Two USS Ronald Reagan sailors accused of distributing LSD, other drug charges
YOKOSUKA NAVAL BASE, Japan — A pair of USS Ronald Reagan sailors is facing charges that include the possession and distribution of a controlled substance, according to criminal charge sheets filed Aug. 30 and a Navy official.
Petty Officer 2nd Class Andrew Miller, a machinist’s mate, is accused of using, possessing and distributing LSD from January to February 2018, according to his charge sheet. Petty Officer 2nd Class Sean Gevero, an electrician’s mate, is accused of distributing LSD and possessing anabolic steroids in February, his charge sheet stated.
Alongside the pair, who are now facing courts-martial, at least three other sailors attached to the aircraft carrier could be charged with using an illegal drug, according to a statement emailed to Stars and Stripes on Monday by Navy Lt. Joseph Keiley, a 7th Fleet spokesman.
“Naval Criminal Investigative Service investigations are complete regarding U.S. Sailors involved in drug distribution,” he said. “Two cases are pending Special Courts-Martial, two cases are pending Article 32 Preliminary Hearings, and one case went to an Article 32 hearing.”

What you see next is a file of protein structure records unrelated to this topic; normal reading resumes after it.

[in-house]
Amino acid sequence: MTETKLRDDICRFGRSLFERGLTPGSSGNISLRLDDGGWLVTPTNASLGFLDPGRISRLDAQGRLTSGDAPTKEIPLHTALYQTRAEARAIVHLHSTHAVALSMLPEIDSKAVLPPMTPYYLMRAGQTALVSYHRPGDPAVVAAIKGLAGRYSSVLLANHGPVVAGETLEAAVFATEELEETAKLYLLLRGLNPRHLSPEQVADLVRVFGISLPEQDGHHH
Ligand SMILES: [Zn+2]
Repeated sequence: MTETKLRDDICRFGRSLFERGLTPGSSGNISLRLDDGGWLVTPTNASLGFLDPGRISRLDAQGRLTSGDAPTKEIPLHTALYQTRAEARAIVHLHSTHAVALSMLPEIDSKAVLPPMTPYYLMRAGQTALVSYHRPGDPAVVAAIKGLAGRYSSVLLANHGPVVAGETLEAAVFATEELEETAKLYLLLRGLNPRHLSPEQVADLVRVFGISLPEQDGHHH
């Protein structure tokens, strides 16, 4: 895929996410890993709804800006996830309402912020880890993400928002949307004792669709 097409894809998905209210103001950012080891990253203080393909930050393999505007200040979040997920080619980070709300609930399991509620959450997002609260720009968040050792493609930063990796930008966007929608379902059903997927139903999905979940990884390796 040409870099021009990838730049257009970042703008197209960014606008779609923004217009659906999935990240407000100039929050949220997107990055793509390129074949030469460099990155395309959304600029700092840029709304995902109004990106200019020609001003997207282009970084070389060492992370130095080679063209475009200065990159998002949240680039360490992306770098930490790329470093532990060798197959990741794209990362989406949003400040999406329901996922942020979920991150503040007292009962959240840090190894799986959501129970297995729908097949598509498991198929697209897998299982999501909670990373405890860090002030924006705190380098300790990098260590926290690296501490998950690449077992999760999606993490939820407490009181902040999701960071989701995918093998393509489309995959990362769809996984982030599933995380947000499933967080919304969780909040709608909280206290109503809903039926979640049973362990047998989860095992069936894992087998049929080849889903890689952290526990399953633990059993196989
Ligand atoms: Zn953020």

Trial dates have not been set.
The cases pending Article 32 hearings involve a seaman apprentice and a petty officer second class charged with wrongful use and possession of a controlled substance. The other unnamed sailor attended an Article 32 hearing in September for wrongful use and possession of a controlled substance and is awaiting further legal proceedings.
The Navy first began investigating the possibility of a drug ring aboard the Ronald Reagan on Feb. 6 when it received a tip about a sailor using LSD, according to a Wall Street Journal article published Feb. 9. Japanese authorities were also involved in the investigation when suspicions that the drugs were being sold to Japanese citizens surfaced. They dropped the case in June.
“The U.S. Navy takes allegations of misconduct very seriously. All accused Sailors are presumed innocent until proven guilty,” Keiley said.